No Need for Skin Preps to Be Sterile, FDA Told

WASHINGTON — Requiring that antiseptic skin preparation products be sterile — a standard not currently mandated by the FDA — is unnecessary and wouldn’t produce a dramatic drop in infections, manufacturers, clinicians, and policy analysts told the FDA Wednesday.

The requirement would instead cause undue burden for companies, manufacturers said at a public hearing on the issue hosted by the FDA.

Topical antiseptic products are used before surgery, before an injection, or to reduce the risk of skin infection, but some have been recalled recently because of microbial contamination. There have been roughly 40 reports of contaminated antiseptic products submitted to the FDA, noted Joyce Ryan, DNP, director of clinical affairs at Sage Products in Cary, Ill., which makes antiseptic products.

To address the issue, the FDA is examining ways to reduce the risk of contamination and the patient complications and infections that could follow.


The FDA noted Wednesday that the lack of studies on sterile antiseptic products shouldn’t translate to them not being safer.


Instead, providers and clinicians need to focus on education and proper use of antiseptic products, said Hudson Garrett, PhD, senior director of clinical affairs at Professional Disposables, an antiseptic products maker in Orangeburg, N.Y. Too often, products aren’t used as directed or intended, he noted.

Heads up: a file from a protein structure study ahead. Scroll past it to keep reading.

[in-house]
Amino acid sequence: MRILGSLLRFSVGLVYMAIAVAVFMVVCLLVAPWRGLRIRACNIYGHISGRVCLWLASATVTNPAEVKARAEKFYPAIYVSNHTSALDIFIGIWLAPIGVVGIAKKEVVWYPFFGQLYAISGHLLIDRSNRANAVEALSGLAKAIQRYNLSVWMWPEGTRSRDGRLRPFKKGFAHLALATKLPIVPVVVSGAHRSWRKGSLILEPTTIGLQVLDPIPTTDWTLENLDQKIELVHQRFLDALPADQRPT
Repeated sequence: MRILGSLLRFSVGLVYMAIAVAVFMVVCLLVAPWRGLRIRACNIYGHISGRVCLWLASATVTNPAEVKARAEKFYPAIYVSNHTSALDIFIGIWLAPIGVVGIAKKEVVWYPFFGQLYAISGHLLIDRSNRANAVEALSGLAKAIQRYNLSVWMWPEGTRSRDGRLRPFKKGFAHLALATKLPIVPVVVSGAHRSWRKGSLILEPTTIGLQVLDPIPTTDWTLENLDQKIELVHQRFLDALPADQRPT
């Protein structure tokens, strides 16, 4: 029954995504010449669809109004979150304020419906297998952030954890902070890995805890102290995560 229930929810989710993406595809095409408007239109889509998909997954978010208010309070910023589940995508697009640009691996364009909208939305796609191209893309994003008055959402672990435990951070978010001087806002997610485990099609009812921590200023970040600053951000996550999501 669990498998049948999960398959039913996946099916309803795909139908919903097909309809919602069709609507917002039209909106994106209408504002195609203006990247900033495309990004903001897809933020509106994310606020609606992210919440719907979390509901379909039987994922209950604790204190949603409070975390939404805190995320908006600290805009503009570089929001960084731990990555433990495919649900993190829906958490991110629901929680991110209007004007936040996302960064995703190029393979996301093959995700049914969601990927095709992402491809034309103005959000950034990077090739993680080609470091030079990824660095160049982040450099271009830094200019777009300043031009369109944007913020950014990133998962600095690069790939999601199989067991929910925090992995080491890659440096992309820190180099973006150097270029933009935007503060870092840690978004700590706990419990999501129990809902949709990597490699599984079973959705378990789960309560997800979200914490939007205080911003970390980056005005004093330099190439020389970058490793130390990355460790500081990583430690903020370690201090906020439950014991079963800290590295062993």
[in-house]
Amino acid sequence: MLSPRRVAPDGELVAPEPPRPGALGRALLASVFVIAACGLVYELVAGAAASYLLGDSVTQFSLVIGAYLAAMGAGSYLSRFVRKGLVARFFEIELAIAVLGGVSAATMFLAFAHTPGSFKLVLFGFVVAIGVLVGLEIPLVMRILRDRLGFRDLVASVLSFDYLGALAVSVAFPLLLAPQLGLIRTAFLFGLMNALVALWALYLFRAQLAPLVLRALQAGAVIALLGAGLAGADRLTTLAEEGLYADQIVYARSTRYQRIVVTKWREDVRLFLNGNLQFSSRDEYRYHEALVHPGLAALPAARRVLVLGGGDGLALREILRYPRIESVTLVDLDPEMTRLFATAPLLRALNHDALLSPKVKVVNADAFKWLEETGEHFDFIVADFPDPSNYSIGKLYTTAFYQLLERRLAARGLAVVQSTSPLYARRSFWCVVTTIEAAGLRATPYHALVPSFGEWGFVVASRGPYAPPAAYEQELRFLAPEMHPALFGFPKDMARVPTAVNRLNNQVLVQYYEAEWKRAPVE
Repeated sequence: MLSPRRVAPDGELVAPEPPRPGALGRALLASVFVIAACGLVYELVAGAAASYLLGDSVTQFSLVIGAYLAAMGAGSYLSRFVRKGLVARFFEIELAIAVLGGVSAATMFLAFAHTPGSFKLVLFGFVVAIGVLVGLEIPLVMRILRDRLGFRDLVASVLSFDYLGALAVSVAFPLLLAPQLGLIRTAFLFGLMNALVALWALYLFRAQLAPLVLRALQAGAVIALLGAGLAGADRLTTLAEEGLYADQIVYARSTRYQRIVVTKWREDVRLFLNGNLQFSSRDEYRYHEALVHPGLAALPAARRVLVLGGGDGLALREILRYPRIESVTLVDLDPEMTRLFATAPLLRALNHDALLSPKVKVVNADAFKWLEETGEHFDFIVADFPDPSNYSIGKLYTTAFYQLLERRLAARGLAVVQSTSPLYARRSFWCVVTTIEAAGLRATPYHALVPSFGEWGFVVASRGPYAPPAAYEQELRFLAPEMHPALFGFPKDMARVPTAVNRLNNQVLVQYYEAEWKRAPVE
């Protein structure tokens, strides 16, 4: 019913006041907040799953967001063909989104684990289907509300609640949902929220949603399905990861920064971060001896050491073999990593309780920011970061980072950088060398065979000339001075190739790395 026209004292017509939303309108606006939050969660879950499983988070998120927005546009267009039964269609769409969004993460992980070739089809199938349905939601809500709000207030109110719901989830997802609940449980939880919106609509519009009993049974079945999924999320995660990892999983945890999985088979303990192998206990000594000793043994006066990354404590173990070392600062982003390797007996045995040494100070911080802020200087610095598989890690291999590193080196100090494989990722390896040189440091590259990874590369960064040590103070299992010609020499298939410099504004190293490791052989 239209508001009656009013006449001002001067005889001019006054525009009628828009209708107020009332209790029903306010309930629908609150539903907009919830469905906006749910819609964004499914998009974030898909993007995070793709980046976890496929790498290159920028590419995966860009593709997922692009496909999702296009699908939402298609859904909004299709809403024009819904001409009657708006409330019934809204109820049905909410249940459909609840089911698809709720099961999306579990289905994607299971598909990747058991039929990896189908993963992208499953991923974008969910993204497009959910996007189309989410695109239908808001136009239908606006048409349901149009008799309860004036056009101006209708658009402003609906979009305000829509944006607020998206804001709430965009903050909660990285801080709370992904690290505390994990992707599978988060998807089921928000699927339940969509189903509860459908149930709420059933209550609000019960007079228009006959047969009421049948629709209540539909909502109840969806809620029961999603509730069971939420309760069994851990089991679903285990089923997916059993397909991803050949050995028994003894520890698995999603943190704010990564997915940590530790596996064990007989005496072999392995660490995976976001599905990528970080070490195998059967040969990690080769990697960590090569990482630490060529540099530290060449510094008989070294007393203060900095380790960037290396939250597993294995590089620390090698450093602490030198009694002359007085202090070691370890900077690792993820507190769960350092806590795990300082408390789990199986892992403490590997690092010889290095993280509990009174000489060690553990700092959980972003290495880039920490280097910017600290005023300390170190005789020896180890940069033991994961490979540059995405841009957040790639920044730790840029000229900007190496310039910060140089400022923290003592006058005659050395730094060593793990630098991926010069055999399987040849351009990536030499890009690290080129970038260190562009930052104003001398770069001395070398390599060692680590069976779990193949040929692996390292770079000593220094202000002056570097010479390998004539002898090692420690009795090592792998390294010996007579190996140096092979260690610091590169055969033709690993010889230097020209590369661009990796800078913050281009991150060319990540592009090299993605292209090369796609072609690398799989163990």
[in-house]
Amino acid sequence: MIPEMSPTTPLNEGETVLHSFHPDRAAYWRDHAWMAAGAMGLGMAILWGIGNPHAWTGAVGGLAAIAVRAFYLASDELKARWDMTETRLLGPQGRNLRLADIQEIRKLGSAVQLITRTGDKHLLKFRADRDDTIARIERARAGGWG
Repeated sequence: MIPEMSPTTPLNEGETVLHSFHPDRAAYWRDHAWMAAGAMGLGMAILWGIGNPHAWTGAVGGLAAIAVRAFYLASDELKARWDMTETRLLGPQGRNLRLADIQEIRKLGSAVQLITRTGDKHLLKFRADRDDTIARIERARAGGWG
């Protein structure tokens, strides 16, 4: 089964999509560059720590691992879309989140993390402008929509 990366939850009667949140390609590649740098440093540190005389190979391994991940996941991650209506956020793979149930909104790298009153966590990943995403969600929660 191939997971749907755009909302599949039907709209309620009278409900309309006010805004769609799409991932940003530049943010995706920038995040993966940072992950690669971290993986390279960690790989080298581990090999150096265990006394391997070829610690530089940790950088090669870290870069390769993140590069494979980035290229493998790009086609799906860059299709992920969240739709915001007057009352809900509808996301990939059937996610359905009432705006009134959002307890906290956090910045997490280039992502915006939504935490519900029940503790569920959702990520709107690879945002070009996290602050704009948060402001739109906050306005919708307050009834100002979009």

“It doesn’t matter who the provider is,” Garrett said. “We need to focus more on the appropriate use of these products.”

Clinicians who want to reduce infections can focus on a number of areas they can control — such as patient nutrition and prolonged hospital stays, he added.

Michelle Stevens, MD, medical director of the 3M Company’s infection prevention division, said the FDA needs to enforce its current manufacturing regulations to better prevent product contamination.

Jennifer Yttri, PhD, senior fellow at the National Research Center for Women & Families in Washington, noted there’s a general lack of awareness from providers that these types of products aren’t sterile.

“We need to have better communication that a product is not sterile,” Yttri said, adding that could come from product labeling.

The biggest problem comes from multi-use solutions used outside of the operating room, the FDA said Wednesday.


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